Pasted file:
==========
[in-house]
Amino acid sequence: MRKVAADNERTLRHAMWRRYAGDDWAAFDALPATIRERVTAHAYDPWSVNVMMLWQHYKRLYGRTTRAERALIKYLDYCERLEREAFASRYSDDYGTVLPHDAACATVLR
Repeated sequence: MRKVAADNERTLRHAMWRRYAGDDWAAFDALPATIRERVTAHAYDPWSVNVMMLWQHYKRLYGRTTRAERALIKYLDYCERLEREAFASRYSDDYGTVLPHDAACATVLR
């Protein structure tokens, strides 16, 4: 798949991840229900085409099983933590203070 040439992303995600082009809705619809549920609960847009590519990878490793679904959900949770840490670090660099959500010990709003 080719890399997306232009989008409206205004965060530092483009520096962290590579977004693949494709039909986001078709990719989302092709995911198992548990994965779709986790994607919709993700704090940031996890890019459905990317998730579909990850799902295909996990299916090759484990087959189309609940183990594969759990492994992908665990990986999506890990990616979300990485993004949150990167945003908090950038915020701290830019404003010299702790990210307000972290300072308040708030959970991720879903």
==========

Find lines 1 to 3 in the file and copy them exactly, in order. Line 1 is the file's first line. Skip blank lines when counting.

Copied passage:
[in-house]
Amino acid sequence: MRKVAADNERTLRHAMWRRYAGDDWAAFDALPATIRERVTAHAYDPWSVNVMMLWQHYKRLYGRTTRAERALIKYLDYCERLEREAFASRYSDDYGTVLPHDAACATVLR
Repeated sequence: MRKVAADNERTLRHAMWRRYAGDDWAAFDALPATIRERVTAHAYDPWSVNVMMLWQHYKRLYGRTTRAERALIKYLDYCERLEREAFASRYSDDYGTVLPHDAACATVLR